Filthy reactions reveal Smith’s genius
There's something of a mad scientist in Steve Smith when he bats and no matter how good the innings he's constructed, he's never entirely satisfied with his creation.
Smith is always busy in the middle. Whether it's fidgeting with his gear, crabbing across the crease or contorting his body in weird ways to open up obscure angles, Smith's body and mind are racing when he clocks on for the job.
But even as the former Australian skipper churned out a half century against Sri Lanka on Saturday night (AEST) - his third for this World Cup and eighth score of 50 or more in his past 10 World Cup innings - Smith was a hard man to please.
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The 30-year-old cracked 73 off 59 balls and shared a 173-run third-wicket partnership with captain Aaron Finch at The Oval and there were plenty of moments to marvel at. A square drive he laced behind point for four early in his innings was one, somehow digging out a yorker and whipping it to the square leg fence was another.
But among the batting artistry were clear signs Smith's pursuit of perfection means he'll rarely be completely content. In London on Saturday, the returning star was absolutely filthy with the most minor errors that cost him on the scoreboard.
Facing the finger spin of Milinda Siriwardana in the 31st over, Smith glided a cut shot straight to backward point and was furious with himself for not splitting the two men behind square on the off side and picking up a boundary. He shook his head, gesticulated with his hands about how he should have manipulated his bat and walked a few paces towards the square leg umpire to chastise himself.
In the same over he drove a half volley to deep cover-point for a single but didn't hit it anywhere near the middle of the bat. Again, Smith's face said it all. His head rocked back in regret and he stretched his right arm out, signalling he should have opened the face to slice it behind the man on the boundary to increase the odds of coming back for a second run.
Smith's inner angst didn't escape Mel Jones while she was commentating for BBC radio.
"Steve Smith's a brilliant player but he should never play poker," Jones said. "You know exactly what he's thinking."
Everyone at the ground knew Smith was upset he'd missed out on four runs when he punched a drive straight to cover off Thisara Perera in the 34th over. He gestured once more with his right arm, upset he hadn't avoided the fielder and beefed up his tally.
Smith changed tack slightly and waved his left arm to express his frustration when he got a thick inside edge to an attempted slog over mid-wicket in the 38th over but he can't have been too angry when he was bowled by a perfect Lasith Malinga yorker a handful of overs later. If he couldn't keep that delivery out, few others in the world would have stood a chance.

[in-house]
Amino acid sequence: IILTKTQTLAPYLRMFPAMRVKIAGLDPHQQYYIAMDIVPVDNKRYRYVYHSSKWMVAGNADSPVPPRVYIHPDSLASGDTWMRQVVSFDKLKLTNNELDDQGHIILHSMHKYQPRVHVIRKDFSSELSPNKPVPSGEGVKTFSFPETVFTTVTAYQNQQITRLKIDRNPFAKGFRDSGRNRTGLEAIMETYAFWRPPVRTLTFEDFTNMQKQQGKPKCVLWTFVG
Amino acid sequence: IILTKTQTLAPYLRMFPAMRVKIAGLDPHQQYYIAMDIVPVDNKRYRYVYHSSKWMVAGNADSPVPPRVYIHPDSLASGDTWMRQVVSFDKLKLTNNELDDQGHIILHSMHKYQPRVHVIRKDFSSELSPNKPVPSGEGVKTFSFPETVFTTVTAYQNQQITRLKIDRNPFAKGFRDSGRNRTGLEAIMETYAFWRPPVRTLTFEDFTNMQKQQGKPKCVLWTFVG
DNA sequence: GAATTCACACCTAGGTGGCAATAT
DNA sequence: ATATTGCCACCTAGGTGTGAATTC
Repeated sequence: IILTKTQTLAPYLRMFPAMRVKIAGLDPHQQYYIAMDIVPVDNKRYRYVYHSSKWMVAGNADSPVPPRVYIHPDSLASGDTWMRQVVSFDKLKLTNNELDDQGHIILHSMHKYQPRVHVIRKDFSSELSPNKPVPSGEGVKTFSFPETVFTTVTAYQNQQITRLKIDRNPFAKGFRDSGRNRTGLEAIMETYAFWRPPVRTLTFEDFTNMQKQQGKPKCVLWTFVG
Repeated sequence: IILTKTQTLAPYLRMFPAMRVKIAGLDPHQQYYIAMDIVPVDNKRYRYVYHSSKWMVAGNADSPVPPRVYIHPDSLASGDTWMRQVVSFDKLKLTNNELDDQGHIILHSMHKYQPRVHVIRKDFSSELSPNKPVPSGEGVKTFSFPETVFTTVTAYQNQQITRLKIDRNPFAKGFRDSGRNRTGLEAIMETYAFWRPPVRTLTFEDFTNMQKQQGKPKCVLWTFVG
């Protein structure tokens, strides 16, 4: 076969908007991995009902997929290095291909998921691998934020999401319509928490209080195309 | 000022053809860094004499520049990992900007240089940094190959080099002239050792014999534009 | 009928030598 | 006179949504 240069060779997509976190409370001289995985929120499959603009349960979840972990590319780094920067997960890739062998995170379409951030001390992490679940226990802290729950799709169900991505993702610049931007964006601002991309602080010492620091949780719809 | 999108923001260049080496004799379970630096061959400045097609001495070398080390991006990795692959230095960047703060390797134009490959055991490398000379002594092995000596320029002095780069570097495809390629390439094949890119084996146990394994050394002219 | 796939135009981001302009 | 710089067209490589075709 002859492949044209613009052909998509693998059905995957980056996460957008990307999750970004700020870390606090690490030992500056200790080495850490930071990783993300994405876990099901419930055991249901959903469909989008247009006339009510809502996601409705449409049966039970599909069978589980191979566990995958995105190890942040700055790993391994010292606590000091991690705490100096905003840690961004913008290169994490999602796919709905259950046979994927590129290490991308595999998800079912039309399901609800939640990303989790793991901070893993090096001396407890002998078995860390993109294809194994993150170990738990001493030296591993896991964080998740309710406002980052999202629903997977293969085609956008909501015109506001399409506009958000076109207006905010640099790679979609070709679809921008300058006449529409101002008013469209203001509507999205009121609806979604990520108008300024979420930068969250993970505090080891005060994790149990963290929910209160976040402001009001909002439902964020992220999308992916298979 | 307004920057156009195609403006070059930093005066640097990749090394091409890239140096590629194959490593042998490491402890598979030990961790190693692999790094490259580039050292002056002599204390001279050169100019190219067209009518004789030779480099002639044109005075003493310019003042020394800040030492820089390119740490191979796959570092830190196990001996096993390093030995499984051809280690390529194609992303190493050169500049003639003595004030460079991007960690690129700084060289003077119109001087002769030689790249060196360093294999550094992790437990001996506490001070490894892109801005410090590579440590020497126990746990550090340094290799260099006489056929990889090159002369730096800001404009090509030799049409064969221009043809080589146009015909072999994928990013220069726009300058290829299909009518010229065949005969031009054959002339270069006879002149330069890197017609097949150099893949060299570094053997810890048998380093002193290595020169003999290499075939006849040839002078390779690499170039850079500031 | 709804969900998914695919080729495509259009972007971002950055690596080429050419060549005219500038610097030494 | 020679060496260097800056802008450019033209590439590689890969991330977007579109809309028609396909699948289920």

But at least part of the reason Smith is so good is because he's so hard on himself. He's always wanting more.
Finch copied his comrade at times when he didn't achieve the desired result off a particular ball during his record-setting knock of 153, giving him the highest score ever by an Australian captain at a World Cup.
Jones compared the batting pair's reactions, likening Finch to Smith. "You could see it all over his body shape, his body language out in the middle," she said when the skipper fumed at a missed opportunity.
In the context of the match, Smith's innings was vital. He supported Finch brilliantly as the captain rollicked to his 14th ODI century and was hardly a slouch himself.
The Aussies have been bogged down in the middle overs at times during this World Cup but Smith ensured that didn't happen, finishing with a strike rate of 123.72 and batting deep into the innings as he rotated the strike with ease and found the boundary when needed.
But it says something about his hunger as a batsman and intensity at the crease that every slight blip - of which there were so few - still riled Smith up. The man is obsessed with batting and is hellbent on being better.
His obsession was clear at The Oval's indoor nets the day before the Sri Lanka game. As batsmen faced throw-downs from Justin Langer, Ricky Ponting and Brad Haddin or the leg-spin of Adam Zampa, most faced their allotment of balls then left the nets altogether.
Smith finished his hit, came out and took his pads off but unlike his teammates, even though his work with the willow was over, he hung around for the next hour-and-half. It was like he couldn't bear to drag himself away from a situation where bats and balls were involved.
Smith picked up Shaun Marsh's bat and tested its pick-up, and did the same with his own stick as he adopted his batting stance and tapped it behind his right foot. If he wasn't locked in discussion with Ponting or sharing a word with Langer, he was rolling his arm over, starting with off-spin before changing to his customary leggies.
One experimental delivery with an extreme side-arm action didn't go exactly to plan. "I've seen worse," he joked to reporters watching on as he cracked a smile.
We've seen innings far worse than what Smith produced against Sri Lanka but such is his desire to keep hitting new standards of excellence, it will come as no surprise he'll be hoping for an even better return next time he's in the middle.